Even human waste can be monetized with bitcoin mining. Wastewater treatment plants typically use anaerobic digesters to break down the solids after separating them from the bulk of the water they process. This process produces, you guessed it, methane.
Much like the power plant examples, bitcoin waste mining creates a situation in which miners no longer need to be profitable. Mining simply needs to outweigh the opportunity cost of not mining. In the situations where the gas cannot be brought to market, anything is better than nothing. I think I see a world where gas flaring and venting is a thing of the past.
No Profits? No Problem
Satoshi Nakamoto had to think differently to bring about the creation of an entirely different network of money and value. We now need to think differently to not only ensure the network survives, but to ensure human flourishing continues into the foreseeable future.
Energy is not scarce, nor should it be. Bitcoin is the incentive that the world needs to become truly innovative to ensure cheap, clean energy is available for all. Bitcoin is human flourishing.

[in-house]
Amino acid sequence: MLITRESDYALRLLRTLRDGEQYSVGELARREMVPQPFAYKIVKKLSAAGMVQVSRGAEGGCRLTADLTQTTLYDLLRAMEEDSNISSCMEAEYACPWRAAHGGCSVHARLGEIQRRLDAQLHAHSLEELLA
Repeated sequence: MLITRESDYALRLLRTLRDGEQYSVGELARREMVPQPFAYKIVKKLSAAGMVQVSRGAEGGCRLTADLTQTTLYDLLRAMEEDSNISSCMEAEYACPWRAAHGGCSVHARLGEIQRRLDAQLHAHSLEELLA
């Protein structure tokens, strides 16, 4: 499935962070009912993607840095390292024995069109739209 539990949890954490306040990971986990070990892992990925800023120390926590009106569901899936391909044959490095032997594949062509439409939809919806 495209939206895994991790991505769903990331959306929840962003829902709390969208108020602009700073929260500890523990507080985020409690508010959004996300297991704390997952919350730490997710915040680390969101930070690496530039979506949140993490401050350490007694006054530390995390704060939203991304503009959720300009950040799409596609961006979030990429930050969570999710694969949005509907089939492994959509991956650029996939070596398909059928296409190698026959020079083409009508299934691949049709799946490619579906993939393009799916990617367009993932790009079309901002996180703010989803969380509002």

This is a guest post by Mickey Koss. Opinions expressed are entirely their own and do not necessarily reflect those of BTC Inc. or Bitcoin Magazine.
El Salvador Takes First Step To Issue Bitcoin Volcano Bonds
El Salvador’s Minister of the Economy Maria Luisa Hayem Brevé submitted a digital assets issuance bill to the country’s legislative assembly, paving the way for the launch of its bitcoin-backed “volcano” bonds.
First announced one year ago today, the pioneering initiative seeks to attract capital and investors to El Salvador. It was revealed at the time the plans to issue $1 billion in bonds on the Liquid Network, a federated Bitcoin sidechain, with the proceedings of the bonds being split between a $500 million direct allocation to bitcoin and an investment of the same amount in building out energy and bitcoin mining infrastructure in the region.
A sidechain is an independent blockchain that runs parallel to another blockchain, allowing for tokens from that blockchain to be used securely in the sidechain while abiding by a different set of rules, performance requirements, and security mechanisms. Liquid is a sidechain of Bitcoin that allows bitcoin to flow between the Liquid and Bitcoin networks with a two-way peg. A representation of bitcoin used in the Liquid network is referred to as L-BTC. Its verifiably equivalent amount of BTC is managed and secured by the network’s members, called functionaries.